Don't use indoor tanning beds

Indoor tanning beds can damage your skin as much as the sun can. They are just as dangerous. Other sources of UV radiation are mercury vapor lights, often found in stadiums and school gyms; some types of halogen, fluorescent and incandescent lights; sunlamps; and some types of lasers, according to the CDC.

DAP Health removes barriers and improves …

Contact: Steven Henke, Director of Brand Marketing

Phone: (612) 310-3047

Email: shenke@daphealth.org

 

DAP Health removes barriers and improves health equity by offering free PrEP, PEP, HIV and Hep C testing as well as STI testing and treatment


For the first time, all services provided by the DAP Health sexual wellness clinic will be offered to everyone for free. This change begins July 6, 2021.

DAP Health anticipates a surge in sexual activity as the COVID-19 pandemic slowly fades away, resulting in a potential rise in STIs and HIV infections.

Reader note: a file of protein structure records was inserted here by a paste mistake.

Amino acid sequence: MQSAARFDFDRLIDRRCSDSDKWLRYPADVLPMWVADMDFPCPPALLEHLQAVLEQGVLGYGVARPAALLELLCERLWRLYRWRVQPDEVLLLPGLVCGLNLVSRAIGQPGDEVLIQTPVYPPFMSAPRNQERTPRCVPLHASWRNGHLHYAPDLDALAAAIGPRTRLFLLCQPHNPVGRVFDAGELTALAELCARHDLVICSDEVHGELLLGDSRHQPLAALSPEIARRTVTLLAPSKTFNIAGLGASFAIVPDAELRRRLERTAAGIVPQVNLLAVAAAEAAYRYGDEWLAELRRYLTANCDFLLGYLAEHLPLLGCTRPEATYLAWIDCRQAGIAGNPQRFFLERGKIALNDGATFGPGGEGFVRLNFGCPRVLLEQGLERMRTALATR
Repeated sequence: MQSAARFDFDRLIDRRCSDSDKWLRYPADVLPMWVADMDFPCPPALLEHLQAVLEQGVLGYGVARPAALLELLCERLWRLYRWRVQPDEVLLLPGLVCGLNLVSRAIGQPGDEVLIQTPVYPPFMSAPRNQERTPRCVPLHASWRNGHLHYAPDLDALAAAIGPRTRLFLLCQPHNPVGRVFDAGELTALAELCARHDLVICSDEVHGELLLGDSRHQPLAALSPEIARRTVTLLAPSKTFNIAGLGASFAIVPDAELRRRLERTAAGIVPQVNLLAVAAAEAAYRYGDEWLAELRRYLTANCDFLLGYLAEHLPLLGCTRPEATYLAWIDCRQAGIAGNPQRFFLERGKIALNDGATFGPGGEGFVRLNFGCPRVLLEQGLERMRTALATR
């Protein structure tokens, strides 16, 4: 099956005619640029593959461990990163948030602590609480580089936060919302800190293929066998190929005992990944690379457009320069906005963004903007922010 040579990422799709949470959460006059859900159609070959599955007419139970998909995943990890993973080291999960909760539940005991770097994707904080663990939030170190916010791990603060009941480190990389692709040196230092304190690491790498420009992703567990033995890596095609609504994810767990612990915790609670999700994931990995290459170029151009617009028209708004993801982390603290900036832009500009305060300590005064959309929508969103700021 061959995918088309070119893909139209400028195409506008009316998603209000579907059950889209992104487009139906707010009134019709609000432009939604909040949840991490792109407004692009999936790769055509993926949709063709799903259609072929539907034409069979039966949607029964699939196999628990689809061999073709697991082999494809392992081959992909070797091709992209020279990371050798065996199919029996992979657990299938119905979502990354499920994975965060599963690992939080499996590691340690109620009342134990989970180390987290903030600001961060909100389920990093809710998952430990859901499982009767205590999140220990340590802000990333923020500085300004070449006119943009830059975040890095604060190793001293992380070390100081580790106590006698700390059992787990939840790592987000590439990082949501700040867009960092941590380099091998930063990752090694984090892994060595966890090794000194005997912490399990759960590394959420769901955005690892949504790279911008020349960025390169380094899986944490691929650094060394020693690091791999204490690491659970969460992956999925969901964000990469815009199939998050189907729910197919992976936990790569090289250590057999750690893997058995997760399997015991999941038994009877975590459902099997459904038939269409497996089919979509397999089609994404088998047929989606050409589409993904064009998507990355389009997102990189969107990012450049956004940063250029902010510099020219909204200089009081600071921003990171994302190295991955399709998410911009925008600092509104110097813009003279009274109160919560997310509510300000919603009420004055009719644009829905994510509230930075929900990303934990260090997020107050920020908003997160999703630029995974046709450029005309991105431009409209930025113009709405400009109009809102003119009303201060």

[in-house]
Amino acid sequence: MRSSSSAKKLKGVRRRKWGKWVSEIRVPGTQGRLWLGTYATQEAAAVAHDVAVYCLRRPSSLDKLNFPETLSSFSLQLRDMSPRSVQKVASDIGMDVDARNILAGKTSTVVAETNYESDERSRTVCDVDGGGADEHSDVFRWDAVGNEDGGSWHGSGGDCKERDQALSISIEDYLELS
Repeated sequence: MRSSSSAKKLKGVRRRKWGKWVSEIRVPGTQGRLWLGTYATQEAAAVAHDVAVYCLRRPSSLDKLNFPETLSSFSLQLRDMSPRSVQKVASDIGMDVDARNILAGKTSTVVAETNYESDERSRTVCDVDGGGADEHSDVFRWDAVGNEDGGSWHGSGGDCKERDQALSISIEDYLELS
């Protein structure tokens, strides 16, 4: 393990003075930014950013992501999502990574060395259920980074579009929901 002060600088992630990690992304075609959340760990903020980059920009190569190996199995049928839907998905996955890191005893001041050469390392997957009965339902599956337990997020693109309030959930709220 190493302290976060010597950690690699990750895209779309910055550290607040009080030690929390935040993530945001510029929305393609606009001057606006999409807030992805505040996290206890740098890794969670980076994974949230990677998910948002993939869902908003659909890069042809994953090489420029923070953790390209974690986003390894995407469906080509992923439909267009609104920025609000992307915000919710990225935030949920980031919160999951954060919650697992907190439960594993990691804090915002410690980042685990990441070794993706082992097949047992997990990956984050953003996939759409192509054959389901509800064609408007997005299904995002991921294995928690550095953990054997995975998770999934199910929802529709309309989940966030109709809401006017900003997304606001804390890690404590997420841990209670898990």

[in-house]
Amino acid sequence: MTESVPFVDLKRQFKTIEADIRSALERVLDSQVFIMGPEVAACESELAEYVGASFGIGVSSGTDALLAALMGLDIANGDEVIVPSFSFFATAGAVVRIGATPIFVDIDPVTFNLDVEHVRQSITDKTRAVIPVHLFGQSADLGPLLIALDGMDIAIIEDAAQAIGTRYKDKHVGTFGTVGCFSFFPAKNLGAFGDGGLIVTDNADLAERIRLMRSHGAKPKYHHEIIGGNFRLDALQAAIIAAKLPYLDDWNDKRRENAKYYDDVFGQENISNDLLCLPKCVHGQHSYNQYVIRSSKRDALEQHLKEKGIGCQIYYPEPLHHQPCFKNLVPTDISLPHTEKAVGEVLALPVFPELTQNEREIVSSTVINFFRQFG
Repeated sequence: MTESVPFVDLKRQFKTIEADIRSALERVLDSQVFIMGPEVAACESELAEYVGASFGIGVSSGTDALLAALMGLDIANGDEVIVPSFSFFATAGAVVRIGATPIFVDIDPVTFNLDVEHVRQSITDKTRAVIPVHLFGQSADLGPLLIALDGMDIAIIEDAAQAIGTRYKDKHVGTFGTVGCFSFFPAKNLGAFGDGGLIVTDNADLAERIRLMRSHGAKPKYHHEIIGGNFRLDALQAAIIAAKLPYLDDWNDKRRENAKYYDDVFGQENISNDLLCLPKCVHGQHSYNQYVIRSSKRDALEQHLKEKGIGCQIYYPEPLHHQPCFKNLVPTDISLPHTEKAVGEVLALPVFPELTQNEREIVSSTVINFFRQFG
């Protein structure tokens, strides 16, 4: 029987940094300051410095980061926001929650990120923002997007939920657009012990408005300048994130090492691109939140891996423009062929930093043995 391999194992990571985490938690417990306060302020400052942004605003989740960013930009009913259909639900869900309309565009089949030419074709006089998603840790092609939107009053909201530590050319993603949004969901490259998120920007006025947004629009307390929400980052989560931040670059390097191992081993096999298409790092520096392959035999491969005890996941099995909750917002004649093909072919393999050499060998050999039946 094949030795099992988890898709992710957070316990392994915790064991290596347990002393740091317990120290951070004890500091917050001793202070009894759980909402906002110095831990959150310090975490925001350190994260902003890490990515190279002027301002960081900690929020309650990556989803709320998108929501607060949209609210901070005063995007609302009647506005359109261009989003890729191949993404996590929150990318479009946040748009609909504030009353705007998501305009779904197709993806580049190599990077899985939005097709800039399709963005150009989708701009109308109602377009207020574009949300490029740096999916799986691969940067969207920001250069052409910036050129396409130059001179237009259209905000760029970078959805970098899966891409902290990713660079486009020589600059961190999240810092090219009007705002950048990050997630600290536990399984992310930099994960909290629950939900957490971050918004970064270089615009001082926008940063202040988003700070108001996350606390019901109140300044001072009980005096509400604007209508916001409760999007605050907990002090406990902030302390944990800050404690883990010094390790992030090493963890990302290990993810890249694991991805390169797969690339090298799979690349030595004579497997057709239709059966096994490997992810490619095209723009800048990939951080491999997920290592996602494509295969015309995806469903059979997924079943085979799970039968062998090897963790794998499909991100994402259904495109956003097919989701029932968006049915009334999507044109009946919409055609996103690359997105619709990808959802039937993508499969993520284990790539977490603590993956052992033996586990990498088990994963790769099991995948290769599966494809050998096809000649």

“In fact, the health clinic saw an increase in STIs and HIV throughout the pandemic,” said C.J. Tobe, director of Community Health and Sexual Wellness Services for DAP Health. “We are proactively protecting the community’s health if these trends should continue.”

"To best respond to a potential public health crisis such as a surge in STIs or HIV, we are offer- ing all sexual wellness services for free for at least the next six months,” said Dustin Gruber, senior marketing manager at DAP Health.

Free services will include STI testing — gonorrhea, chlamydia and syphilis — and treatment; pre-exposure prophylaxis, or PrEP; post-exposure prophylaxis, or PEP; and HIV and hepatitis C testing.